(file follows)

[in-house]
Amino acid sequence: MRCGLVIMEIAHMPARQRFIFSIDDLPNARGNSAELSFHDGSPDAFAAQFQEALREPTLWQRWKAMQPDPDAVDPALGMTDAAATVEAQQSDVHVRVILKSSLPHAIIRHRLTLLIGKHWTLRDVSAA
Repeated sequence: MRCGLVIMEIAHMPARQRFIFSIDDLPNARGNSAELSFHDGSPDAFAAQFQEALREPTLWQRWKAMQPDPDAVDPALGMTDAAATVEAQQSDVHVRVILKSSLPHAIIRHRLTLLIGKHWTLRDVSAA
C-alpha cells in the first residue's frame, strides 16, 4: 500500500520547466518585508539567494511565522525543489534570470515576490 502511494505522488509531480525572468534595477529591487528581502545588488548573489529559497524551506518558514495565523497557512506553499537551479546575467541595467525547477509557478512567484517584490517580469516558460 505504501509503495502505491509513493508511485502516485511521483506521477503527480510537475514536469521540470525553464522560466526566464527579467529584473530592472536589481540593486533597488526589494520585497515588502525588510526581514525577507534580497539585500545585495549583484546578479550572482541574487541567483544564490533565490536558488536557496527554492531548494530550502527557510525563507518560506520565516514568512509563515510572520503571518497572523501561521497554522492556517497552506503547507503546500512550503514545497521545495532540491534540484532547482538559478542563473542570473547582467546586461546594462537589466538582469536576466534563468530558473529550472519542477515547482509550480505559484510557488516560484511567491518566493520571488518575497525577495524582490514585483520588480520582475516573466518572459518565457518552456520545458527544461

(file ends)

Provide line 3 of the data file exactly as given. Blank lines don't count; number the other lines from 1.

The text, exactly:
Repeated sequence: MRCGLVIMEIAHMPARQRFIFSIDDLPNARGNSAELSFHDGSPDAFAAQFQEALREPTLWQRWKAMQPDPDAVDPALGMTDAAATVEAQQSDVHVRVILKSSLPHAIIRHRLTLLIGKHWTLRDVSAA